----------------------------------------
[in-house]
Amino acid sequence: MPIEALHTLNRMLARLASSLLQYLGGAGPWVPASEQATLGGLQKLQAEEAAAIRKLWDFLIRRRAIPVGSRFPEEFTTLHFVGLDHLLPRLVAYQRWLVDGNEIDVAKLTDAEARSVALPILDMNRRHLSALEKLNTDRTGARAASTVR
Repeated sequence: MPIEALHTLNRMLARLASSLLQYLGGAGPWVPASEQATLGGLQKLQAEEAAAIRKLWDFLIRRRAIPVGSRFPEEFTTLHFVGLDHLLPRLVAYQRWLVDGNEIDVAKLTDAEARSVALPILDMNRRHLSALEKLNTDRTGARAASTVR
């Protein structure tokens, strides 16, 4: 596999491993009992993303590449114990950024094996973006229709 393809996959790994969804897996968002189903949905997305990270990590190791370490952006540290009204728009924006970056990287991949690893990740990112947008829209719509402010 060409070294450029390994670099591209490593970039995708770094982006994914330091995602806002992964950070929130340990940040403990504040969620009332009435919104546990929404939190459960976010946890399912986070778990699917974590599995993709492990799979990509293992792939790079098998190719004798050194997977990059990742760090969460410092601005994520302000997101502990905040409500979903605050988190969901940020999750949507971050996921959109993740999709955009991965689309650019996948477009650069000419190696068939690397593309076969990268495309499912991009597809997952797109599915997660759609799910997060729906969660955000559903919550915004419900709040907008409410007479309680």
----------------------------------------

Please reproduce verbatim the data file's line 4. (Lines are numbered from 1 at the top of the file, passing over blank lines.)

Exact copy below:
């Protein structure tokens, strides 16, 4: 596999491993009992993303590449114990950024094996973006229709 393809996959790994969804897996968002189903949905997305990270990590190791370490952006540290009204728009924006970056990287991949690893990740990112947008829209719509402010 060409070294450029390994670099591209490593970039995708770094982006994914330091995602806002992964950070929130340990940040403990504040969620009332009435919104546990929404939190459960976010946890399912986070778990699917974590599995993709492990799979990509293992792939790079098998190719004798050194997977990059990742760090969460410092601005994520302000997101502990905040409500979903605050988190969901940020999750949507971050996921959109993740999709955009991965689309650019996948477009650069000419190696068939690397593309076969990268495309499912991009597809997952797109599915997660759609799910997060729906969660955000559903919550915004419900709040907008409410007479309680």